NBA rumors: Goran Dragic will consider options in free agency

November 15, 2014; Los Angeles, CA, USA; Phoenix Suns guard Goran Dragic (1) controls the ball against the defense of Los Angeles Clippers guard Chris Paul (3) during the second half at Staples Center. Mandatory Credit: Gary A. Vasquez-USA TODAY Sports
November 15, 2014; Los Angeles, CA, USA; Phoenix Suns guard Goran Dragic (1) controls the ball against the defense of Los Angeles Clippers guard Chris Paul (3) during the second half at Staples Center. Mandatory Credit: Gary A. Vasquez-USA TODAY Sports /

Goran Dragic said in September that he hoped to have a quick free agency when he expectedly opts out of his current deal in the summer of 2015. He made it clear that he would be all for returning to the Phoenix Suns, but that doesn’t mean he won’t explore his options. The Sporting News’ Sean Deveney reports that Dragic expects to have an “open” free agency, where he will find suitors in the Houston Rockets and Los Angeles Lakers, among others.

"[] … Dragic will have an “open” free agency, league sources told Sporting News. When Dragic opts out and becomes a free agent next July, he will be a sought-after commodity, and while Phoenix would get the first hearing, Dragic will have options.Among those options, according to sources, would be Houston — the team Dragic left in order to sign with Phoenix in 2012. The Rockets are well-stocked with point guards, but nearly all, including starter Patrick Beverley, can become free agents next summer.The Lakers also figure to be a potential landing spot for Dragic, a source said — though, to be clear, the Lakers have only about $36 million committed next season with needs at just about every position, and thus are expected to pursue multiple big-name free agents."

Of course, it’s likely Phoenix will have the first shot to lock up The Dragon, but none of this will be easy. Unlike the Eric Bledsoe saga, the Suns won’t have the protection of restricted free agency and will have to consider setting the market for the point guard themselves. It’s going to be costly, especially with an expected salary cap jump next summer and the market price being set, to a degree, by Bledsoe.

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The worry that Dragic leaves is obviously exacerbated by the Suns’ three point guard system that is still working things out. Phoenix’s 118-114 victory against the Boston Celtics on Monday was evidence that Dragic has far from lost his magic from last season and is instead working his way through adjusting to the new system — one that so far still runs in high gear when he’s at the wheel. While he has been honest about it being a difficult process, Dragic has shown no indication of being upset over the addition of Isaiah Thomas and the signing of Bledsoe.

But even the most selfless player deserves a right to earn what he’s worth. Kobe Bryant and LeBron James have been vocal in recent months about how the salary cap stops their ability to make a fair and true market value, and though that comes across as greedy, there is a legitimate and progressive argument to believe NBA players deserve to be paid more.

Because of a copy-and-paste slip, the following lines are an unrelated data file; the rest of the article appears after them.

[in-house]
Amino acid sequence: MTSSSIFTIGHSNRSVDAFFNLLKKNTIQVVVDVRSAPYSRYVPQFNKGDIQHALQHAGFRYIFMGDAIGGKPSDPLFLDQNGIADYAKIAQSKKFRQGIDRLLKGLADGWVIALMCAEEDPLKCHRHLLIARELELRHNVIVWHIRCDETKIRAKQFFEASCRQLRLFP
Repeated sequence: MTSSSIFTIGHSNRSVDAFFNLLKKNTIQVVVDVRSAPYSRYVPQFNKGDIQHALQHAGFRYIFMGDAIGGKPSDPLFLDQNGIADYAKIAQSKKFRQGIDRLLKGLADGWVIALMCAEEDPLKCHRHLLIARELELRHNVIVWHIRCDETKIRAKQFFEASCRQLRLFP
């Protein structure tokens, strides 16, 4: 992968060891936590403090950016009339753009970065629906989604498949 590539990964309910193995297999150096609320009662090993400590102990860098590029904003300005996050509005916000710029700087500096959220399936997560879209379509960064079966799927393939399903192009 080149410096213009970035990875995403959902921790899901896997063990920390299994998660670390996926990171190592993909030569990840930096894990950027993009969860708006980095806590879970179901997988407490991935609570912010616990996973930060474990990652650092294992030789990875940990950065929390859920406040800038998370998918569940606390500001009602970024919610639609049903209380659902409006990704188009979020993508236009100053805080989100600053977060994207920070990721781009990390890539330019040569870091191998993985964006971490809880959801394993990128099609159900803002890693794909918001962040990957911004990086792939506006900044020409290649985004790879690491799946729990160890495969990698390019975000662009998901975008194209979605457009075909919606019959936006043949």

Dragic has the right to put pressure on the Suns to make him a deal on par with what others like Houston and Los Angeles would offer. It doesn’t mean Dragic is any less loyal to the Suns. He’s just putting himself in position to see if they’re loyal to him.

It seems they are at this point. Adding brother Zoran Dragic was an important move of a pawn on the chess board, after all.

Still, we have to at least mention the possibility for a trade if the Suns really don’t want three point guards getting them halfway to the salary cap.

Last January, a report from CBS Sports’ Ken Berger indicated league sources believed Phoenix didn’t see the Dragic-Bledsoe pairing as a long-term solution. That, in terms of scheme and philosophy, obviously isn’t the case with Phoenix bringing on Thomas this offseason, but with Thomas and Bledsoe locked up for the next several years, it’s a wonder if Dragic doesn’t become a very valuable trade chip (though that’s not to say a player like Thomas couldn’t be a trade chip down the road). The Suns’ roster is clearly not a championship contending one, but most of the players on it are valuable in trades because of their reasonable to valuable deals.

If Dragic is indeed the center of a trade, the question would then would be “for whom?” Forget his value on the court — Dragic is easily the team’s most likeable and marketable player. A trade would have to be off-the-charts in making the Suns better than they are at present. It’s a huge risk if it fails.

In all likelihood, this reaches next summer, where Phoenix will be in solid position below the salary cap and with Dragic’s Bird Rights. That should give them the positioning to outsmart Houston in formulating a contract and outsell the Lakers, who have an uncertain future.

The theme stays the same for the Suns front office. Give out fair contracts to good players and figure out the rest later.